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Dell Postpones Shareholder Buyout Vote

Dell pushes the shareholder vote until July 24, much to Carl Icahn's chagrin.

Dell announced the delay in the buyout vote by saying only: "Today's Special Meeting of Stockholders was convened and adjourned to provide additional time to solicit proxies from Dell stockholders."

In a joint statement Thursday, Carl Icahn and private-equity firm Southeastern Asset Management said it was "unfortunate" but "not surprising" that the vote was delayed. "We believe that this delay reflects the unhappiness of Dell stockholders with the Michael Dell/Silver Lake offer, which we believe substantially undervalues the company. This is not the time for delay but the time to move Dell forward," the statement read.

[Related: Who Can Build The Best Dell: Carl Icahn Or Michael Dell? ]

Icahn has been battling to keep Dell public and wrest control of the company away from founder and CEO Michael Dell. Michael Dell and investment firm Silver Lake are hoping shareholders will vote for his plan to pay $13.65 a share and take the company private. The CEO has long argued that taking the company private is a necessary move to help it transition from being a PC manufacturing company to one that sells corporate software and services.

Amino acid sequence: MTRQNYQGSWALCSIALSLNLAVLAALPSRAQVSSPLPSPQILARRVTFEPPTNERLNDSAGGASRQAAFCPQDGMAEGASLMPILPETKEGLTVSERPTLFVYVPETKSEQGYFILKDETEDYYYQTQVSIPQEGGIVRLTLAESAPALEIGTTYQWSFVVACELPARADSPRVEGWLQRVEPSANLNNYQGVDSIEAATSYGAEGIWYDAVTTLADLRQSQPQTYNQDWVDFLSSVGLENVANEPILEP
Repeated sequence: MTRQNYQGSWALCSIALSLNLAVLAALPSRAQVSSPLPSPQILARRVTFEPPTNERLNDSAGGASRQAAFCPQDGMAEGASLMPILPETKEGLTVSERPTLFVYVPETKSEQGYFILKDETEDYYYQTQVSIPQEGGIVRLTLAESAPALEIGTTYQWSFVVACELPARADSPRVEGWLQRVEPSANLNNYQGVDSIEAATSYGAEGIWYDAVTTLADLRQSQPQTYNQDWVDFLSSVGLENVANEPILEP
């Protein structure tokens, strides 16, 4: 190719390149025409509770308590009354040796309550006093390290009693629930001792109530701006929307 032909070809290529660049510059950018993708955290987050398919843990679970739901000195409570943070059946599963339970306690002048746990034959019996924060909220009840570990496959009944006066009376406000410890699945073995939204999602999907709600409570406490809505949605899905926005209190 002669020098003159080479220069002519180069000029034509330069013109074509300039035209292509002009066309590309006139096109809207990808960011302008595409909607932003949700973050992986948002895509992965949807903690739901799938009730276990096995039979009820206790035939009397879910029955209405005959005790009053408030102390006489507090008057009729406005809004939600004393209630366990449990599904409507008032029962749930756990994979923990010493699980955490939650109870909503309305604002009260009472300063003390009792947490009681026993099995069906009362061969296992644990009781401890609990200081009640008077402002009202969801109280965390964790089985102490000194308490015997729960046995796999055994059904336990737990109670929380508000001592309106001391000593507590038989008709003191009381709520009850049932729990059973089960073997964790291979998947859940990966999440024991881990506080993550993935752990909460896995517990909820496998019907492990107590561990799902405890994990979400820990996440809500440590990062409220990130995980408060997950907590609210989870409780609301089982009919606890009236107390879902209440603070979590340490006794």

In an open letter to shareholders Wednesday, investor Carl Icahn had urged Dell not to postpone the vote. According to Icahn, a move to postpone the vote would be an attempt by the Special Committee to Dell's board to tip the balance in favor of Michael Dell's plan to take the company private. With the extra time, Icahn said, Dell would be able to woo undecided shareholders to vote its way.

In the letter, Icahn wrote: "Can you imagine a political election contest where one side could push off the election to wait for a better day to hold the election -- a date when it is hoped they might do better in the vote than they would have done on the originally scheduled election date?"

Dell partners have mostly expressed support for Michael Dell's privatization bid. Icahn's plan to keep the company public, channel partners have said, is less desirable. Icahn has stated one of his first orders of business if he gained control of Dell would be to oust Michael Dell from the company's board and shake things up.


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